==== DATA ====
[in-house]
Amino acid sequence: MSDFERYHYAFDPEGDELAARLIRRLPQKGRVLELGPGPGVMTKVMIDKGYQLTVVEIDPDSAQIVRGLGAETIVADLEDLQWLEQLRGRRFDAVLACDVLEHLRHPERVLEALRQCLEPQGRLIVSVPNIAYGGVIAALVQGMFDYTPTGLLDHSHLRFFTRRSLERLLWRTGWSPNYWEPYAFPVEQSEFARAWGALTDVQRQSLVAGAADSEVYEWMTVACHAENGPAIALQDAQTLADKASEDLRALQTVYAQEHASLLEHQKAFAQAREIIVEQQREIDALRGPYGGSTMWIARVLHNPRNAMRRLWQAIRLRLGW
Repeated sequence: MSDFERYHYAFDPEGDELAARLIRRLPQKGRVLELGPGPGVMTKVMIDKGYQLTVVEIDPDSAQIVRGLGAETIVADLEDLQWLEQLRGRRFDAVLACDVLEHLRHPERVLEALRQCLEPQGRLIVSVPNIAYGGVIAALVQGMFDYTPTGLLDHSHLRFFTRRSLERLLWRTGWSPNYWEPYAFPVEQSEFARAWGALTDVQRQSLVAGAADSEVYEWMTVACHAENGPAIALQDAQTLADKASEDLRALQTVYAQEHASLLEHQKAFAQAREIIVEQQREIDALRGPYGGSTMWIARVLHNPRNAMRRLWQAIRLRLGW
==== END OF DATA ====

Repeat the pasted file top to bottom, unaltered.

[in-house]
Amino acid sequence: MSDFERYHYAFDPEGDELAARLIRRLPQKGRVLELGPGPGVMTKVMIDKGYQLTVVEIDPDSAQIVRGLGAETIVADLEDLQWLEQLRGRRFDAVLACDVLEHLRHPERVLEALRQCLEPQGRLIVSVPNIAYGGVIAALVQGMFDYTPTGLLDHSHLRFFTRRSLERLLWRTGWSPNYWEPYAFPVEQSEFARAWGALTDVQRQSLVAGAADSEVYEWMTVACHAENGPAIALQDAQTLADKASEDLRALQTVYAQEHASLLEHQKAFAQAREIIVEQQREIDALRGPYGGSTMWIARVLHNPRNAMRRLWQAIRLRLGW
Repeated sequence: MSDFERYHYAFDPEGDELAARLIRRLPQKGRVLELGPGPGVMTKVMIDKGYQLTVVEIDPDSAQIVRGLGAETIVADLEDLQWLEQLRGRRFDAVLACDVLEHLRHPERVLEALRQCLEPQGRLIVSVPNIAYGGVIAALVQGMFDYTPTGLLDHSHLRFFTRRSLERLLWRTGWSPNYWEPYAFPVEQSEFARAWGALTDVQRQSLVAGAADSEVYEWMTVACHAENGPAIALQDAQTLADKASEDLRALQTVYAQEHASLLEHQKAFAQAREIIVEQQREIDALRGPYGGSTMWIARVLHNPRNAMRRLWQAIRLRLGW